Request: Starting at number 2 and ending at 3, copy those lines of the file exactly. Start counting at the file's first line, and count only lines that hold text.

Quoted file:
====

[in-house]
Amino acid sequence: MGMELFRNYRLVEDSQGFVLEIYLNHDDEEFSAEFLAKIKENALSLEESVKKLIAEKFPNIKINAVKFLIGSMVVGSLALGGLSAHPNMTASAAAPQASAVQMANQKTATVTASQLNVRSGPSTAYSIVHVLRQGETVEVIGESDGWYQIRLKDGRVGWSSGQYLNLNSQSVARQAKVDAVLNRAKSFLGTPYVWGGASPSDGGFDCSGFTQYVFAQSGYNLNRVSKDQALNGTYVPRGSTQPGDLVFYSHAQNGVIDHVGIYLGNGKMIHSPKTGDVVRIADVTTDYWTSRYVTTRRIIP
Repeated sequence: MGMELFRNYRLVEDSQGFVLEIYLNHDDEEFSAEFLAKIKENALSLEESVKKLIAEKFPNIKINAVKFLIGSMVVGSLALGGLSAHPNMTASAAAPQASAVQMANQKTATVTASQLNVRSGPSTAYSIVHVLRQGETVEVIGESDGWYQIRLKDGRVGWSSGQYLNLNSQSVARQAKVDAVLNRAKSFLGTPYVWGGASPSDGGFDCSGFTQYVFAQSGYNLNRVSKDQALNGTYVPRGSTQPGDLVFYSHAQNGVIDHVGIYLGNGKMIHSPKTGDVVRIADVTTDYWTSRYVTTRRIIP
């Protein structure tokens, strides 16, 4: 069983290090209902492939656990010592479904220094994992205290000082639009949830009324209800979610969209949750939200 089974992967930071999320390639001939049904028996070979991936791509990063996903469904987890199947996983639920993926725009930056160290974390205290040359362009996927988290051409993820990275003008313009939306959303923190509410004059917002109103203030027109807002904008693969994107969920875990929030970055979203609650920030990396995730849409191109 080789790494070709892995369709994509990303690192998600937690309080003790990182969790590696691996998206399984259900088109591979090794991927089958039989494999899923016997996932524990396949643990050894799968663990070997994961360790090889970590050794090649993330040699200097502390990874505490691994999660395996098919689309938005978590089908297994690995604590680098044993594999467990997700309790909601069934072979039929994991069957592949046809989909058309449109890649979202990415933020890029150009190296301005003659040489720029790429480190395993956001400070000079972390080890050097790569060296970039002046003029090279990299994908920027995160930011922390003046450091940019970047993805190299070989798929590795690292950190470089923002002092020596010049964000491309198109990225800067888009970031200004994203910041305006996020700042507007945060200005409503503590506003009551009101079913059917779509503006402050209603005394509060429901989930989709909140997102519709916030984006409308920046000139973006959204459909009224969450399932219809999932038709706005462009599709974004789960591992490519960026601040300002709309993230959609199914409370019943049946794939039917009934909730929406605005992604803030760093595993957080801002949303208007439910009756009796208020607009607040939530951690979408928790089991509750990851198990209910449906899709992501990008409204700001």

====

Amino acid sequence: MGMELFRNYRLVEDSQGFVLEIYLNHDDEEFSAEFLAKIKENALSLEESVKKLIAEKFPNIKINAVKFLIGSMVVGSLALGGLSAHPNMTASAAAPQASAVQMANQKTATVTASQLNVRSGPSTAYSIVHVLRQGETVEVIGESDGWYQIRLKDGRVGWSSGQYLNLNSQSVARQAKVDAVLNRAKSFLGTPYVWGGASPSDGGFDCSGFTQYVFAQSGYNLNRVSKDQALNGTYVPRGSTQPGDLVFYSHAQNGVIDHVGIYLGNGKMIHSPKTGDVVRIADVTTDYWTSRYVTTRRIIP
Repeated sequence: MGMELFRNYRLVEDSQGFVLEIYLNHDDEEFSAEFLAKIKENALSLEESVKKLIAEKFPNIKINAVKFLIGSMVVGSLALGGLSAHPNMTASAAAPQASAVQMANQKTATVTASQLNVRSGPSTAYSIVHVLRQGETVEVIGESDGWYQIRLKDGRVGWSSGQYLNLNSQSVARQAKVDAVLNRAKSFLGTPYVWGGASPSDGGFDCSGFTQYVFAQSGYNLNRVSKDQALNGTYVPRGSTQPGDLVFYSHAQNGVIDHVGIYLGNGKMIHSPKTGDVVRIADVTTDYWTSRYVTTRRIIP